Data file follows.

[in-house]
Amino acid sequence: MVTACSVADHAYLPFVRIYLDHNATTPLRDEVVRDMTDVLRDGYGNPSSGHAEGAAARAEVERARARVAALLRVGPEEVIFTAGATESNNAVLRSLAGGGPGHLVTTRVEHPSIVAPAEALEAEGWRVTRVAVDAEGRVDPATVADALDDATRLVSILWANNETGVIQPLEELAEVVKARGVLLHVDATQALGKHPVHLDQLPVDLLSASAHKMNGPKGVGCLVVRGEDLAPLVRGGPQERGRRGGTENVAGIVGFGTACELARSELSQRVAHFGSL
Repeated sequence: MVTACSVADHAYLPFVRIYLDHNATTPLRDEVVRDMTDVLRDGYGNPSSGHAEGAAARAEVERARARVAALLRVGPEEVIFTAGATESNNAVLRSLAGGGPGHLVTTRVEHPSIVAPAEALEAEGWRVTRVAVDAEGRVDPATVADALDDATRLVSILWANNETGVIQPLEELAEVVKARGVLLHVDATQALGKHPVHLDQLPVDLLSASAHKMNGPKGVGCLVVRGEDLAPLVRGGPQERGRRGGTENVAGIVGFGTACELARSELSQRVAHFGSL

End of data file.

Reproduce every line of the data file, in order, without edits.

[in-house]
Amino acid sequence: MVTACSVADHAYLPFVRIYLDHNATTPLRDEVVRDMTDVLRDGYGNPSSGHAEGAAARAEVERARARVAALLRVGPEEVIFTAGATESNNAVLRSLAGGGPGHLVTTRVEHPSIVAPAEALEAEGWRVTRVAVDAEGRVDPATVADALDDATRLVSILWANNETGVIQPLEELAEVVKARGVLLHVDATQALGKHPVHLDQLPVDLLSASAHKMNGPKGVGCLVVRGEDLAPLVRGGPQERGRRGGTENVAGIVGFGTACELARSELSQRVAHFGSL
Repeated sequence: MVTACSVADHAYLPFVRIYLDHNATTPLRDEVVRDMTDVLRDGYGNPSSGHAEGAAARAEVERARARVAALLRVGPEEVIFTAGATESNNAVLRSLAGGGPGHLVTTRVEHPSIVAPAEALEAEGWRVTRVAVDAEGRVDPATVADALDDATRLVSILWANNETGVIQPLEELAEVVKARGVLLHVDATQALGKHPVHLDQLPVDLLSASAHKMNGPKGVGCLVVRGEDLAPLVRGGPQERGRRGGTENVAGIVGFGTACELARSELSQRVAHFGSL